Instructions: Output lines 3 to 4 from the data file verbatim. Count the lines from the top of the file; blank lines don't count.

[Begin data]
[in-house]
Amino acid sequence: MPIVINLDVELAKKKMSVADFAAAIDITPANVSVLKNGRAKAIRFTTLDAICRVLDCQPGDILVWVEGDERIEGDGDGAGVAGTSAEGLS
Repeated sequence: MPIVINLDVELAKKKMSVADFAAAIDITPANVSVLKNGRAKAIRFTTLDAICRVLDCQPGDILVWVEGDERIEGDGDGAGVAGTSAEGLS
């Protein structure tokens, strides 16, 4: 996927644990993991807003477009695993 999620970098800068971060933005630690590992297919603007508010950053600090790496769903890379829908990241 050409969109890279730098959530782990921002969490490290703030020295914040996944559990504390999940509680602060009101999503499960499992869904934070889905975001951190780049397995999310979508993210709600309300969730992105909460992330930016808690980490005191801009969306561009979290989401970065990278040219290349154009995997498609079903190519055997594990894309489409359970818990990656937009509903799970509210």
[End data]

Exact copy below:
Repeated sequence: MPIVINLDVELAKKKMSVADFAAAIDITPANVSVLKNGRAKAIRFTTLDAICRVLDCQPGDILVWVEGDERIEGDGDGAGVAGTSAEGLS
């Protein structure tokens, strides 16, 4: 996927644990993991807003477009695993 999620970098800068971060933005630690590992297919603007508010950053600090790496769903890379829908990241 050409969109890279730098959530782990921002969490490290703030020295914040996944559990504390999940509680602060009101999503499960499992869904934070889905975001951190780049397995999310979508993210709600309300969730992105909460992330930016808690980490005191801009969306561009979290989401970065990278040219290349154009995997498609079903190519055997594990894309489409359970818990990656937009509903799970509210």